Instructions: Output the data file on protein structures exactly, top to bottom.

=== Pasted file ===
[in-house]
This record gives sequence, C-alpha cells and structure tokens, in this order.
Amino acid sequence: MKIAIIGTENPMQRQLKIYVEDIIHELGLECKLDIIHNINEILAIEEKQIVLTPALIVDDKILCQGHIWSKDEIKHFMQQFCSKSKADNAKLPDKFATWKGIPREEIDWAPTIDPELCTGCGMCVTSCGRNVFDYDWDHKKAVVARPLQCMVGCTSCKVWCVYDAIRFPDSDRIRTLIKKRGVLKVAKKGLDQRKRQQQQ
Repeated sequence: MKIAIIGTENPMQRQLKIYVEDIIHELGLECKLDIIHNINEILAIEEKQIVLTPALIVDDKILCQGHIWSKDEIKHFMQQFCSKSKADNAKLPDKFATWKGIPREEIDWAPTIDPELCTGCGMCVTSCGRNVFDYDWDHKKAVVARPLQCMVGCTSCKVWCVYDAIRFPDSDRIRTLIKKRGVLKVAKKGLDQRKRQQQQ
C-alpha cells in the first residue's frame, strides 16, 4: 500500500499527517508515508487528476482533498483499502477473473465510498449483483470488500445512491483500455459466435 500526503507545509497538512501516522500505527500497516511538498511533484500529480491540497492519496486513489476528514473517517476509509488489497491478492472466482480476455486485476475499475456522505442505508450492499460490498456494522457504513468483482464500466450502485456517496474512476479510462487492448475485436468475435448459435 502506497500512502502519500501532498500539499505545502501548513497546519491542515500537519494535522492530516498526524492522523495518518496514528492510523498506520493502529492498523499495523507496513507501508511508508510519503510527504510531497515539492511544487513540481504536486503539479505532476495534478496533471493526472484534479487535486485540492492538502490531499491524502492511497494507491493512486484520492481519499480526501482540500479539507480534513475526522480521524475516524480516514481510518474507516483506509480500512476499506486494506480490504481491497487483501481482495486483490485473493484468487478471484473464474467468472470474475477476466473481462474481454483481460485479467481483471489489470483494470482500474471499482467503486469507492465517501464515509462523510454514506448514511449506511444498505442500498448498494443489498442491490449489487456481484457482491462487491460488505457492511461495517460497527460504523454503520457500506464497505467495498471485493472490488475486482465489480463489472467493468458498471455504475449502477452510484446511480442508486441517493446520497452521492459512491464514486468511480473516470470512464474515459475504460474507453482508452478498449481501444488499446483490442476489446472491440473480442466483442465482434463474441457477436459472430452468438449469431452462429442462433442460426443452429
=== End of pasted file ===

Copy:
[in-house]
This record gives sequence, C-alpha cells and structure tokens, in this order.
Amino acid sequence: MKIAIIGTENPMQRQLKIYVEDIIHELGLECKLDIIHNINEILAIEEKQIVLTPALIVDDKILCQGHIWSKDEIKHFMQQFCSKSKADNAKLPDKFATWKGIPREEIDWAPTIDPELCTGCGMCVTSCGRNVFDYDWDHKKAVVARPLQCMVGCTSCKVWCVYDAIRFPDSDRIRTLIKKRGVLKVAKKGLDQRKRQQQQ
Repeated sequence: MKIAIIGTENPMQRQLKIYVEDIIHELGLECKLDIIHNINEILAIEEKQIVLTPALIVDDKILCQGHIWSKDEIKHFMQQFCSKSKADNAKLPDKFATWKGIPREEIDWAPTIDPELCTGCGMCVTSCGRNVFDYDWDHKKAVVARPLQCMVGCTSCKVWCVYDAIRFPDSDRIRTLIKKRGVLKVAKKGLDQRKRQQQQ
C-alpha cells in the first residue's frame, strides 16, 4: 500500500499527517508515508487528476482533498483499502477473473465510498449483483470488500445512491483500455459466435 500526503507545509497538512501516522500505527500497516511538498511533484500529480491540497492519496486513489476528514473517517476509509488489497491478492472466482480476455486485476475499475456522505442505508450492499460490498456494522457504513468483482464500466450502485456517496474512476479510462487492448475485436468475435448459435 502506497500512502502519500501532498500539499505545502501548513497546519491542515500537519494535522492530516498526524492522523495518518496514528492510523498506520493502529492498523499495523507496513507501508511508508510519503510527504510531497515539492511544487513540481504536486503539479505532476495534478496533471493526472484534479487535486485540492492538502490531499491524502492511497494507491493512486484520492481519499480526501482540500479539507480534513475526522480521524475516524480516514481510518474507516483506509480500512476499506486494506480490504481491497487483501481482495486483490485473493484468487478471484473464474467468472470474475477476466473481462474481454483481460485479467481483471489489470483494470482500474471499482467503486469507492465517501464515509462523510454514506448514511449506511444498505442500498448498494443489498442491490449489487456481484457482491462487491460488505457492511461495517460497527460504523454503520457500506464497505467495498471485493472490488475486482465489480463489472467493468458498471455504475449502477452510484446511480442508486441517493446520497452521492459512491464514486468511480473516470470512464474515459475504460474507453482508452478498449481501444488499446483490442476489446472491440473480442466483442465482434463474441457477436459472430452468438449469431452462429442462433442460426443452429